Many councils have complained from time to time that they were being denied funding from the central Government because they happen to be controlled by the political party that formed the opposition. In other words, the central authority was using its power of the purse to punish the region/city/borough for having the temerity to vote against the ruling party of the day. While most of these type of complaints have come (with considerable justification) from the then UNC controlled Councils, the truth is that when the UNC was in power similar complaints were heard from the then opposition controlled PNM Councils. In other words, though both sides vehemently deny ever indulging in this type of behaviour the truth is that there are far too many complaints not to believe that there is a lot of fire behind this particular smoke.
So, what can be done? It is clear that the present system can be manipulated by a Government in power. Heck! The elections can even be postponed indefinitely ... a fact that we are all too painfully aware, though I don't think that any other Government abused this power as much as the recent Manning regime did. This system needs improving, but short of giving the Councils the right to raise taxes in thier own districts ... something that I certainly wouldn't support ... and fixing a date (e.g. the first Monday inSeptember of every third year), I really can't see a viable solution to these problems.
In thinking about the problem and possible solutions I also thought about the fact that we really are a very small little country of approximately one and a half million souls and a total land area that is probably maller than Greater Miami. So why do we need Local Government? What would happen if we were to abolish it completely? Well, if we did that it's fairly obvious that we would have to replace it with something else. So ... what?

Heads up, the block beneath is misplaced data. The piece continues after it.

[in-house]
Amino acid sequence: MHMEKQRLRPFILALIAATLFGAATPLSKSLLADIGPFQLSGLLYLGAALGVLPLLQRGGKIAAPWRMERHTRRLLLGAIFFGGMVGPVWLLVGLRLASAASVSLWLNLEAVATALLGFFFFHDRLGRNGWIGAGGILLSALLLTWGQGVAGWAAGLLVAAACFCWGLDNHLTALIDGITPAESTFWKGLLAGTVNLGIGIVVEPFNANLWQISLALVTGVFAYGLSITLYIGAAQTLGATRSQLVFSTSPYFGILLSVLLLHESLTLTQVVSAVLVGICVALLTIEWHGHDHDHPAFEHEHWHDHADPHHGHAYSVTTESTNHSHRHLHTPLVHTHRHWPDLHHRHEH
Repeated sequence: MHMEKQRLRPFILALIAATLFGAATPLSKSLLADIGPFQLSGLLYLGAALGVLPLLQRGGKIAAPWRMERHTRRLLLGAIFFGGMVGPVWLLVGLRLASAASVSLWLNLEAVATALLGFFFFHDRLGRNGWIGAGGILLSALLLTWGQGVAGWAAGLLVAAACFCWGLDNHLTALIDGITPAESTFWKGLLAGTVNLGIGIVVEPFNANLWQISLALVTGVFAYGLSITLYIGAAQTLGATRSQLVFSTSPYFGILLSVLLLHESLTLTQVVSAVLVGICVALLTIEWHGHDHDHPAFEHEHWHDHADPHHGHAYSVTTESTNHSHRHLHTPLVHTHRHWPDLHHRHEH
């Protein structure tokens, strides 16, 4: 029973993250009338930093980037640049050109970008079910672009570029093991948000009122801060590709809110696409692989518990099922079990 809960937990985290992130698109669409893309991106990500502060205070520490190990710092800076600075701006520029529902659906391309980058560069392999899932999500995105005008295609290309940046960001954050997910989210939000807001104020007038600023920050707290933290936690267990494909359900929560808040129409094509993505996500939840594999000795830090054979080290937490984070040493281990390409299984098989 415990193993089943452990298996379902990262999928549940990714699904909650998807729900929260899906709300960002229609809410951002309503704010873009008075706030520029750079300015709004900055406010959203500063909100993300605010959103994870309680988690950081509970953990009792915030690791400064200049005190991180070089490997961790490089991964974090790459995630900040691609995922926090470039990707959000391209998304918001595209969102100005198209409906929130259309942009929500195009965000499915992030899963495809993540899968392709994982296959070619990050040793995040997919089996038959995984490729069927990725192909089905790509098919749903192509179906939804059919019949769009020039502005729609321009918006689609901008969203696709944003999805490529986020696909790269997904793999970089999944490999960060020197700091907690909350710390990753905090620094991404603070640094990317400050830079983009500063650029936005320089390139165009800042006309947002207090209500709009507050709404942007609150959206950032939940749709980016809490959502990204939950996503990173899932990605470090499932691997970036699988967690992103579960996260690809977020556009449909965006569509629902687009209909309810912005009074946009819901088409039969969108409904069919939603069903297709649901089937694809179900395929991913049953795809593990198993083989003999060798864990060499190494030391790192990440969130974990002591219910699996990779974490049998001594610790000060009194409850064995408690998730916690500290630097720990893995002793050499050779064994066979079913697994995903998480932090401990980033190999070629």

Answer: why don't we do just that ... abolish all local authorities (including the Tobago House of Assembly). There are 41 constituencies. We could divide each consituency, say, in two so we would have then 82 districts. Each district would be represented by a Representative (or as they are called in the United States - Congressmen). The lower House of Parliament, the House of Representatives would be made up of these 82 men and women. They would be elected on a fixed date(say, the first of September) for 2 years only. They would be full time Representatives and have responsibility in their district for all the functions and activities currently carried on by the local authority.
But 2 years is a very short time, and the upper House would have to have a longer time. So our Senators would no longer be appointed but would be elected ... from the 41 constituencies ... for a perod of 6 years and on a fixed date (the same date as elections are held for the lower House). But we would have one third of the Senate being elected every two years. Then we would have an elected President elected every 4 years. His cabinet would be appointed, but every appointment would have to be approved by the Senate.
And yes, it is basically the American system. Do I like everything about the American system? No. There are things that I definitely do not agree with, e.g., the fact that their judges face the electorate. But there is a lot to admire in the way that they set up their system. And it would work a lot better for us than the Westminster system does. Incidentally, one of the big attractions for me is that a U.S. type President wields a lot less power inside his own country than a T&T type Prime Minister has in his ... but that is another story! What I want to discuss here is how can we improve Local Government. What are your ideas?